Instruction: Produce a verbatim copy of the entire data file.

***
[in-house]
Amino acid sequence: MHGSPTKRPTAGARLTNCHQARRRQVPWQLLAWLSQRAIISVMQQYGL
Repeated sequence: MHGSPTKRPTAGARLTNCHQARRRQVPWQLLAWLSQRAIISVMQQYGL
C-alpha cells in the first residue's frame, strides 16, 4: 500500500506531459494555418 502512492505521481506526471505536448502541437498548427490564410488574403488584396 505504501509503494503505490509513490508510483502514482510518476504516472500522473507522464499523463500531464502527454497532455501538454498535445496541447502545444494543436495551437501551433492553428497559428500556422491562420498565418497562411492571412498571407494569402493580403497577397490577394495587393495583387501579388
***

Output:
[in-house]
Amino acid sequence: MHGSPTKRPTAGARLTNCHQARRRQVPWQLLAWLSQRAIISVMQQYGL
Repeated sequence: MHGSPTKRPTAGARLTNCHQARRRQVPWQLLAWLSQRAIISVMQQYGL
C-alpha cells in the first residue's frame, strides 16, 4: 500500500506531459494555418 502512492505521481506526471505536448502541437498548427490564410488574403488584396 505504501509503494503505490509513490508510483502514482510518476504516472500522473507522464499523463500531464502527454497532455501538454498535445496541447502545444494543436495551437501551433492553428497559428500556422491562420498565418497562411492571412498571407494569402493580403497577397490577394495587393495583387501579388